According to another aspect of the present invention, a method of manufacturing a semiconductor device is provided. The method includes providing a substrate including an NMOS region and a PMOS region, and gate structures respectively located over the NMOS region and PMOS region, forming first and second trenches in the substrate adjacent the gate structure of the PMOS region, forming epitaxial source and drain regions within the first and second trenches, respectively, forming at least one capping layer over the epitaxial source and drain regions, forming a stress memorization (SM) layer over the NMOS and PMOS regions, including the at least one capping layer, and annealing the SM layer formed over the NMOS and PMOS regions.

According to still another aspect of the present invention, a method of manufacturing a semiconductor device is provided. The method includes interposing at least one capping layer between a PMOS device and a stress memorization (SM) layer, and treating the SM layer to induce tensile stress in an NMOS device located adjacent the PMOS device.

According to yet another aspect of the present invention, a semiconductor device, is provided. The semiconductor device includes a PMOS device and an NMOS device. The PMOS device includes a gate structure located over a substrate, epitaxial source and drain regions located in the substrate adjacent the gate structure, and a channel region located between the epitaxial source and drain regions. The NMOS device includes a gate structure located over the substrate, first and second recesses located in a surface of the substrate adjacent the gate structure, source and drain regions formed in the substrate and below the first and second recesses of the substrate, and a channel region located between the source and drain regions.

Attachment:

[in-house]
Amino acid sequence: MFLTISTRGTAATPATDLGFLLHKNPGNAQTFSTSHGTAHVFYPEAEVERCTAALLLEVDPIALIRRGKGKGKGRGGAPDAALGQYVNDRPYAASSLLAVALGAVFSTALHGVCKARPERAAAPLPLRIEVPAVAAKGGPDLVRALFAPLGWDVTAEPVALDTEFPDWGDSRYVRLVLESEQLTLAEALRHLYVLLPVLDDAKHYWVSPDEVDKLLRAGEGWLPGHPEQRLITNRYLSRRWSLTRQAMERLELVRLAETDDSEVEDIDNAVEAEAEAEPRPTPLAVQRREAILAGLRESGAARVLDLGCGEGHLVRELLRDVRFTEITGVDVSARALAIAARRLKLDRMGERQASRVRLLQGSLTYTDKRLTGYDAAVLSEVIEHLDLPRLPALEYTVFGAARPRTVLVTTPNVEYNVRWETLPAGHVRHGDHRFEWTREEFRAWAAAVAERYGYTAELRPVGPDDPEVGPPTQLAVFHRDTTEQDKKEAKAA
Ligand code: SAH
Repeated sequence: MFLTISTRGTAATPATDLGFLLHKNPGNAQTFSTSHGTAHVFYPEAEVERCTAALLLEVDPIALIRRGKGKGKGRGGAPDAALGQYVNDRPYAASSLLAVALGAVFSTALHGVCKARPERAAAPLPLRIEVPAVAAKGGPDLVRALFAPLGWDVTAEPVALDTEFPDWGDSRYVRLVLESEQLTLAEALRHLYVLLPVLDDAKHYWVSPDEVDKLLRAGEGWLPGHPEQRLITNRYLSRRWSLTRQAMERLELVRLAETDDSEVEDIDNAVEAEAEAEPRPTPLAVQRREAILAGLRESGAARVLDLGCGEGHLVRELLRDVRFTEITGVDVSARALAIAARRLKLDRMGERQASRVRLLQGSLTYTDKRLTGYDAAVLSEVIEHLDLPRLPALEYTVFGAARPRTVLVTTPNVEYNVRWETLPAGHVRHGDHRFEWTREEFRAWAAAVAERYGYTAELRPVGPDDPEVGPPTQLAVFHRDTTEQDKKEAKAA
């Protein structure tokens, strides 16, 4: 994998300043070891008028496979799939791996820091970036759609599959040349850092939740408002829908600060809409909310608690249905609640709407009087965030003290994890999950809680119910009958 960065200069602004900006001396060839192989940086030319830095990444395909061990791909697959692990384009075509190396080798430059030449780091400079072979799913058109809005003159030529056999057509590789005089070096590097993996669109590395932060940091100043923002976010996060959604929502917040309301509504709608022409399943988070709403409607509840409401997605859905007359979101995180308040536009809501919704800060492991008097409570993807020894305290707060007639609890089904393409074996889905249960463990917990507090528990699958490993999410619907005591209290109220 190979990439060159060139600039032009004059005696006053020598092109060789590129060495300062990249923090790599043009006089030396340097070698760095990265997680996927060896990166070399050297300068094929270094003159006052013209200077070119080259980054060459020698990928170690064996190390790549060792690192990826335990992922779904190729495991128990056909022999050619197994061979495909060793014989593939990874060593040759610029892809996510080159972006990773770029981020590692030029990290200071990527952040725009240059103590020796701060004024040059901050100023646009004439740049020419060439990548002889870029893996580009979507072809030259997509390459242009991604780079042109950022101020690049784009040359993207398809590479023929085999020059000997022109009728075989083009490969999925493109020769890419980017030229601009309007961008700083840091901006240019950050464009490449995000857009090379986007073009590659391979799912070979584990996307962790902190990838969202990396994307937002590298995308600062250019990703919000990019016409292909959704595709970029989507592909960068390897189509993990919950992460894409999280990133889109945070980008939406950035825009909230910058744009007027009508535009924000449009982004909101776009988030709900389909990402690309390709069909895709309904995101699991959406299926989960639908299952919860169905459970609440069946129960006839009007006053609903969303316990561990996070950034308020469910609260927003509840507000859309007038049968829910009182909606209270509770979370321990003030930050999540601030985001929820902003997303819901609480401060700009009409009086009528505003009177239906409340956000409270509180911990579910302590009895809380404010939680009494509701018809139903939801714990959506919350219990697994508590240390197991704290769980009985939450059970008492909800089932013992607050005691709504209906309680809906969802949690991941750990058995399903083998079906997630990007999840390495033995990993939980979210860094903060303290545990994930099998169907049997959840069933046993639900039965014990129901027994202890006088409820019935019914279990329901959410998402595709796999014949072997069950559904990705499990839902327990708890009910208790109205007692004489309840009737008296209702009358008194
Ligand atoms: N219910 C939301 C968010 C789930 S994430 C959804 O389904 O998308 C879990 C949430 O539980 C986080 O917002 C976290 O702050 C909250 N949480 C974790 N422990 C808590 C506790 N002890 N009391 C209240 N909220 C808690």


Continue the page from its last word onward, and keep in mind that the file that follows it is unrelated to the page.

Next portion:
BRIEF DESCRIPTION OF THE DRAWINGS

Aspects and features of embodiments of the present invention will become readily apparent from the detailed description that follows, with reference to the accompanying drawings, in which:

FIGS. 1A through 1I are cross-sectional views for use in explaining a method of manufacturing a semiconductor device according to an embodiment of the present invention;

FIGS. 2 and 3 are diagrams illustrating relative Ge concentrations in a depth direction of layers according to an embodiment of the present invention;

FIGS. 4A and 4B are cross-sectional views for use in explaining a method of manufacturing a semiconductor device according to another embodiment of the present invention;

FIGS. 5A through 5F are cross-sectional views for use in explaining a method of manufacturing a semiconductor device according to another embodiment of the present invention; and